This article was originally published by Mennonite World Review

Screen-free relationships

Last week Makai started kindergarten at the same school where Cody is now in his second year. Though we are very happy with the school — and Cody loves it — a complaint arose for me within Makai’s first three days. Makai’s teacher played a television show during the 30-minute recess as students ate their snacks.

Focusing on a screen changes the dynamics of meal time, which I think should be a lively community event where kids are free to chat, share their food and simply interact face-to-face, so I was not OK with this. My kids don’t get to watch TV at all during school days, and video games haven’t made their way into our home at all yet.

We see it every time we go out for dinner: little kids watching shows on smartphones or tablets while their yayas (nannies) feed them. Often older kids and even parents are on phones, too. When we dine out, my kids might climb around in their seats, talk way too loudly or cry over drinks spilled on their coloring sheets, but the chaos is part of family life. We work with these situations rather than attempt to eliminate them by focusing on a screen while we eat.

We have a policy in our home that applies during Peace Church gatherings, too: phones are not allowed at the dinner table. Even if you are new to our table, I enforce it!

Smartphones have become an addictive habit, one that takes us away from personal interactions. Studies show that they are making us less happy and more depressed. Because of this, curbing the use of screen time for some good dinner conversation — and maybe a little chaos! — was a pretty easy decision for us.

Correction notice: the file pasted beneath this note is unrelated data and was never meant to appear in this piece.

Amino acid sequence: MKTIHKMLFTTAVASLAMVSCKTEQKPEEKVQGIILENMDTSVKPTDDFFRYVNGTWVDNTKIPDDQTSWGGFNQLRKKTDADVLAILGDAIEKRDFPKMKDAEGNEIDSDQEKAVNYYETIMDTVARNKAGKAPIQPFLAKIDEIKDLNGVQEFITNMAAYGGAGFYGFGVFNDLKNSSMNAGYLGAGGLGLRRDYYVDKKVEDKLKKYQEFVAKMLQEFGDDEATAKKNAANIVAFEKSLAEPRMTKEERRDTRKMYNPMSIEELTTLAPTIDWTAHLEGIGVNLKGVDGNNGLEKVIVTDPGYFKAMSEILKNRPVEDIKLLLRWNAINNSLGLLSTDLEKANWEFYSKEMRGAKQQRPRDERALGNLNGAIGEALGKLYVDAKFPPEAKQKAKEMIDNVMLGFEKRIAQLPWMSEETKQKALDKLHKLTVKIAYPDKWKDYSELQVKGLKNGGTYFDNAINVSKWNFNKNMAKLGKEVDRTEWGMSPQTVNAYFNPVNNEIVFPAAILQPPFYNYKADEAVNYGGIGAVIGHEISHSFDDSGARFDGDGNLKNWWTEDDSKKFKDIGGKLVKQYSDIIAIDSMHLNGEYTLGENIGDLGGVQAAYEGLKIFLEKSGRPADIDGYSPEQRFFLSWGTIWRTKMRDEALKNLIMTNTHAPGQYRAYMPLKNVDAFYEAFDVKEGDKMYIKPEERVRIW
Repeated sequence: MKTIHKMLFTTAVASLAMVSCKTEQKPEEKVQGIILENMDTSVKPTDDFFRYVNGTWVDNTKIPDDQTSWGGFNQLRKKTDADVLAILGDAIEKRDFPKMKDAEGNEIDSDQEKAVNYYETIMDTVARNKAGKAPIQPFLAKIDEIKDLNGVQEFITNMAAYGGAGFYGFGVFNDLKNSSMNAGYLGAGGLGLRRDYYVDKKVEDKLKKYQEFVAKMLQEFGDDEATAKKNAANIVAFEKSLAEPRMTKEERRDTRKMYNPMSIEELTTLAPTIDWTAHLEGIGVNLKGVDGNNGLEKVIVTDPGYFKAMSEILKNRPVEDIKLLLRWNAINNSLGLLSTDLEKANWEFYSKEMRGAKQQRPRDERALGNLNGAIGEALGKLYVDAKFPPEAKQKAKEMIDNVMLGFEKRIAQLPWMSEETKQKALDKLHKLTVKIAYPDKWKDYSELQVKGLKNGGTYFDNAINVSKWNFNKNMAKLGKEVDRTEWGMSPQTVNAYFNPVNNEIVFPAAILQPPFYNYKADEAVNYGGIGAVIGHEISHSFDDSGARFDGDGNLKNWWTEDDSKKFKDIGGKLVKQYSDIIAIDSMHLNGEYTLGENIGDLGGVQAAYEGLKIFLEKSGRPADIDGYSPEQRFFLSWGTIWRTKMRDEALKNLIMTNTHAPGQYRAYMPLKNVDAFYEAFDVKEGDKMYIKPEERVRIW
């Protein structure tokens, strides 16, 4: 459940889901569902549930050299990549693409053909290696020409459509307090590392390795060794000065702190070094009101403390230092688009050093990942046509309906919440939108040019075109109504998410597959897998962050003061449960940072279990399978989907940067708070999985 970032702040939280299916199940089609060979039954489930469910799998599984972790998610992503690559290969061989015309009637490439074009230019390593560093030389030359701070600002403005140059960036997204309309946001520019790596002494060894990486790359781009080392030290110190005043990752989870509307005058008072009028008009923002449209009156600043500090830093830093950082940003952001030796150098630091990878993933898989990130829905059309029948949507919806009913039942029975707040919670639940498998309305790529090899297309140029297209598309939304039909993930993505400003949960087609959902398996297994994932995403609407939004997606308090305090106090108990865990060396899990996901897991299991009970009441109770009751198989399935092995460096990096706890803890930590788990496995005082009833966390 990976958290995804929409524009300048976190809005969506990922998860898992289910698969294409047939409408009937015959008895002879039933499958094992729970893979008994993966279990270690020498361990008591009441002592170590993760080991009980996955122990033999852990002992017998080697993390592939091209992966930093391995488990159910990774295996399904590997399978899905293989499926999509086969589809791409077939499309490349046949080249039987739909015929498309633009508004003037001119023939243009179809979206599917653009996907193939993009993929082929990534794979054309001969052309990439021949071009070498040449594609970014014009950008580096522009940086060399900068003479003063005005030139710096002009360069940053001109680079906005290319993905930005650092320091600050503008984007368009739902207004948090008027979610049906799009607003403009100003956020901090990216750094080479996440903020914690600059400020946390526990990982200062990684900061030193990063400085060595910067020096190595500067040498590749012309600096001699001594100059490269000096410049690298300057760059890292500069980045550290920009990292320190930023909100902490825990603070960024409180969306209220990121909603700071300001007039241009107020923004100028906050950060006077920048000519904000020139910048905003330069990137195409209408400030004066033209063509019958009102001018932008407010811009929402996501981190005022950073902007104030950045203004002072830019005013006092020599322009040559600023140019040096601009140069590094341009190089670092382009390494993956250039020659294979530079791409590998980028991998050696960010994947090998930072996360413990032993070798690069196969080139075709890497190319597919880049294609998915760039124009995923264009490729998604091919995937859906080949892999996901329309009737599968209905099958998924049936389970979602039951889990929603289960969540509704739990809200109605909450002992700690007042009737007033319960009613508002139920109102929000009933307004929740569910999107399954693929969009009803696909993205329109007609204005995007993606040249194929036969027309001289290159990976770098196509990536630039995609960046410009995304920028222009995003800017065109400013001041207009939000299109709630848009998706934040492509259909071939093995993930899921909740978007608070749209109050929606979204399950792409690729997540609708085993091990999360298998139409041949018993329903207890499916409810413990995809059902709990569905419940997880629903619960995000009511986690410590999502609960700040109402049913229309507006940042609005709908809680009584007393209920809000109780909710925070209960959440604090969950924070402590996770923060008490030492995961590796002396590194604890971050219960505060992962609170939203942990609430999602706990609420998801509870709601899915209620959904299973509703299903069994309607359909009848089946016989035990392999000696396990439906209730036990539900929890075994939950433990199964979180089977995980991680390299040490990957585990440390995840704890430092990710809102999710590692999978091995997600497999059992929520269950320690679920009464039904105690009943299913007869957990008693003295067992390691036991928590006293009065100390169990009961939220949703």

Limiting screen time and avoiding its use as a behavior management tool may be countercultural, but when I shared my concerns with Makai’s teacher, she understood. She decided to stop using the screen during recess.

Yesterday, after a screen-free recess break and through a fit of giggles, Makai told me how funny it was when his new friend’s juice box squirted all over her arm and how they laughed together. I’m grateful that this kindergarten bonding moment wasn’t lost to a screen!

Christina Bartel Barkman and her husband, Darnell Barkman, are Mennonite Church Canada Witness Workers providing pastoral leadership to Peace Church Philippines, a new Anabaptist church in Metro Manila. The Barkmans have also been invited by the Integrated Mennonite Churches of the Philippines to serve as mentors and provide resources for the youth programs of Mennonite churches in Luzon. This post originally appeared at MC Canada’s website.

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